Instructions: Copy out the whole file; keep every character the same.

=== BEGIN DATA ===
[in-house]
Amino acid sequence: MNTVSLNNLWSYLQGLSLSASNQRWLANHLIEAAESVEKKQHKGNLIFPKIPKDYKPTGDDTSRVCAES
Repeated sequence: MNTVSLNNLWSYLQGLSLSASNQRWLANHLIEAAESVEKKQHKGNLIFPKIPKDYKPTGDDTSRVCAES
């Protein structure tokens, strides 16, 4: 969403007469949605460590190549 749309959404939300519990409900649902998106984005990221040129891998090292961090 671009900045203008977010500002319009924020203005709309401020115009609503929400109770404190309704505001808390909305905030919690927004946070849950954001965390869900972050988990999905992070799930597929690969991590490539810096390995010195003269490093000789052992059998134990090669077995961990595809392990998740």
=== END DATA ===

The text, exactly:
[in-house]
Amino acid sequence: MNTVSLNNLWSYLQGLSLSASNQRWLANHLIEAAESVEKKQHKGNLIFPKIPKDYKPTGDDTSRVCAES
Repeated sequence: MNTVSLNNLWSYLQGLSLSASNQRWLANHLIEAAESVEKKQHKGNLIFPKIPKDYKPTGDDTSRVCAES
């Protein structure tokens, strides 16, 4: 969403007469949605460590190549 749309959404939300519990409900649902998106984005990221040129891998090292961090 671009900045203008977010500002319009924020203005709309401020115009609503929400109770404190309704505001808390909305905030919690927004946070849950954001965390869900972050988990999905992070799930597929690969991590490539810096390995010195003269490093000789052992059998134990090669077995961990595809392990998740």